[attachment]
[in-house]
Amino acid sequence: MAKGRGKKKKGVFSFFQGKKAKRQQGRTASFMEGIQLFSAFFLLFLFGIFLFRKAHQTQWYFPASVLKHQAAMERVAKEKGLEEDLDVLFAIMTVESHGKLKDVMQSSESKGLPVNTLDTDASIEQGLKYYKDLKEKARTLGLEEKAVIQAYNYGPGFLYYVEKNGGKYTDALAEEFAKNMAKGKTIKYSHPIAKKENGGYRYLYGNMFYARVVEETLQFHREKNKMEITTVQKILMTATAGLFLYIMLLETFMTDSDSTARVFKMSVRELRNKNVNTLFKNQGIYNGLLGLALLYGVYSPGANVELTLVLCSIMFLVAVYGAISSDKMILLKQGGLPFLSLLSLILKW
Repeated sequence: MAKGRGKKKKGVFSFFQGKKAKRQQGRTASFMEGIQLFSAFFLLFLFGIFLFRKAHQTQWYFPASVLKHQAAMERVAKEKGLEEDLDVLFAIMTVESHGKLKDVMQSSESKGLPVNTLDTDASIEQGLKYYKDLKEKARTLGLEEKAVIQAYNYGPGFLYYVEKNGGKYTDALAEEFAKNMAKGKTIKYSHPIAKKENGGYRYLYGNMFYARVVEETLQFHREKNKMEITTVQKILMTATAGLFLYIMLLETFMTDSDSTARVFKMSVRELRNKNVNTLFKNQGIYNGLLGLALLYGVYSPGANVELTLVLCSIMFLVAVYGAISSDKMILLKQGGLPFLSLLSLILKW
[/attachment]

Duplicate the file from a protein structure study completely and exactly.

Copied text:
[in-house]
Amino acid sequence: MAKGRGKKKKGVFSFFQGKKAKRQQGRTASFMEGIQLFSAFFLLFLFGIFLFRKAHQTQWYFPASVLKHQAAMERVAKEKGLEEDLDVLFAIMTVESHGKLKDVMQSSESKGLPVNTLDTDASIEQGLKYYKDLKEKARTLGLEEKAVIQAYNYGPGFLYYVEKNGGKYTDALAEEFAKNMAKGKTIKYSHPIAKKENGGYRYLYGNMFYARVVEETLQFHREKNKMEITTVQKILMTATAGLFLYIMLLETFMTDSDSTARVFKMSVRELRNKNVNTLFKNQGIYNGLLGLALLYGVYSPGANVELTLVLCSIMFLVAVYGAISSDKMILLKQGGLPFLSLLSLILKW
Repeated sequence: MAKGRGKKKKGVFSFFQGKKAKRQQGRTASFMEGIQLFSAFFLLFLFGIFLFRKAHQTQWYFPASVLKHQAAMERVAKEKGLEEDLDVLFAIMTVESHGKLKDVMQSSESKGLPVNTLDTDASIEQGLKYYKDLKEKARTLGLEEKAVIQAYNYGPGFLYYVEKNGGKYTDALAEEFAKNMAKGKTIKYSHPIAKKENGGYRYLYGNMFYARVVEETLQFHREKNKMEITTVQKILMTATAGLFLYIMLLETFMTDSDSTARVFKMSVRELRNKNVNTLFKNQGIYNGLLGLALLYGVYSPGANVELTLVLCSIMFLVAVYGAISSDKMILLKQGGLPFLSLLSLILKW